$ cat "

Getting Started with PowerShell


If you are a posix person stuck in a Windows environment or just a command line type of person you need to start using PowerShell.

Gettings Started
The first step to be able to do any actual scripting is to allow script execution on your machine.

Set-ExecutionPolicy RemoteSigned

This allows any local scripts to run, but requires downloaded scripts to be signed.

Hello World!
Time to try it out. Write the following to helloworld.ps1:

Write-Host "Hello PowerShell"

Navigate to the directory where you put the helloworld.ps1 file and run the following command:


You should now see "Hello PowerShell" written to your console.

Console Customization
If you are a tinkerer you probably want to do some customization of the console as the next step.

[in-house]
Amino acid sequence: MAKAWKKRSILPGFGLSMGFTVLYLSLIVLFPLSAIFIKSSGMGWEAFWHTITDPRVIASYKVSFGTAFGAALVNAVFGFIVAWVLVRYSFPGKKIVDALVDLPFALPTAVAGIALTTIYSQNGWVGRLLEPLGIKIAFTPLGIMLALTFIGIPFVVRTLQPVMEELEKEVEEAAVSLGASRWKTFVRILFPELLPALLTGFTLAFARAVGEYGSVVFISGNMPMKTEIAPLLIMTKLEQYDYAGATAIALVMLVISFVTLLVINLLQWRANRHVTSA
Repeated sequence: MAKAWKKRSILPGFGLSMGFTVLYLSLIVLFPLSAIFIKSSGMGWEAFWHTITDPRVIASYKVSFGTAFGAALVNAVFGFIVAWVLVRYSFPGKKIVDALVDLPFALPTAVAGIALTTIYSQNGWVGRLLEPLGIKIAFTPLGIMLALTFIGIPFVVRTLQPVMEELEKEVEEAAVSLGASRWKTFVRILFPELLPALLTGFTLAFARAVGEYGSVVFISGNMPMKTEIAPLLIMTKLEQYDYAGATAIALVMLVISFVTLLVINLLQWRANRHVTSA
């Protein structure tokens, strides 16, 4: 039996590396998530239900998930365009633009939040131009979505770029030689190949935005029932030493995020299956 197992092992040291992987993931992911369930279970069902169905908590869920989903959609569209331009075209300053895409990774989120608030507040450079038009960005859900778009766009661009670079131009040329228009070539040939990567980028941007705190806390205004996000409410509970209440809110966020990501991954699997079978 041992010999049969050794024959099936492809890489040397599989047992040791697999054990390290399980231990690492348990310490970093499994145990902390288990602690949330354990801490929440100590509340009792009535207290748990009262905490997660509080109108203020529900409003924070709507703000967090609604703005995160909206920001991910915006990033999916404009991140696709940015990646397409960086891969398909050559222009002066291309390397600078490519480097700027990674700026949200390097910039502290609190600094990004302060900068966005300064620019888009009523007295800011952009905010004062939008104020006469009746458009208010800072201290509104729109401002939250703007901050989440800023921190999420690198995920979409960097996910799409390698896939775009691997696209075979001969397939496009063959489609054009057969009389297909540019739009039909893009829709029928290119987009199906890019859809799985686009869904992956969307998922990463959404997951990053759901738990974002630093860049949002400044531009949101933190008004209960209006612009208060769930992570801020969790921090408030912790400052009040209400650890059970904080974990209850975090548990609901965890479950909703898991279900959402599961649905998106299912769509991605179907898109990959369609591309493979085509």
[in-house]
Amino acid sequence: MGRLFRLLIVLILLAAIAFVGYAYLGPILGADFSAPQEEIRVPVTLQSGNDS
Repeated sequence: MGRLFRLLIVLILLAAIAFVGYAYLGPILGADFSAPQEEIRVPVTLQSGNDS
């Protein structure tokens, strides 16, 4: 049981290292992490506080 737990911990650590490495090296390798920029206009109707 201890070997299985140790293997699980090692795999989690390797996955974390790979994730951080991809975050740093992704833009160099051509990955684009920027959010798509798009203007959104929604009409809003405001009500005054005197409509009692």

PowerShell has the notion of a user profile. Your profile is a file where you can set up your environment according to your personal preferences, just like a .bashrc file under Linux.

To find out where PowerShell is looking to find you profile, type the following in your console:


If you quickly want to create a profile you can use the $profile variable as the argument to your favourite editor, like so:

notepad $profile

Here is an example of a profile which customizes the colors used:

$settings = (Get-Host).PrivateData

$settings.ErrorBackgroundColor = "Red"
$settings.ErrorForegroundColor = "White"
$settings.WarningBackgroundColor = "Red"
$settings.WarningForegroundColor = "White"

$ui = (Get-Host).UI.RawUI
$ui.BackgroundColor = "White"
$ui.ForegroundColor = "Black"

# Make sure to clear the screen so that the entire console is redrawn with
# the new background color

If you want to reload your profile without restarting the console you can run the following command

. $profile
Written by Erik Öjebo 2013-11-30 22:18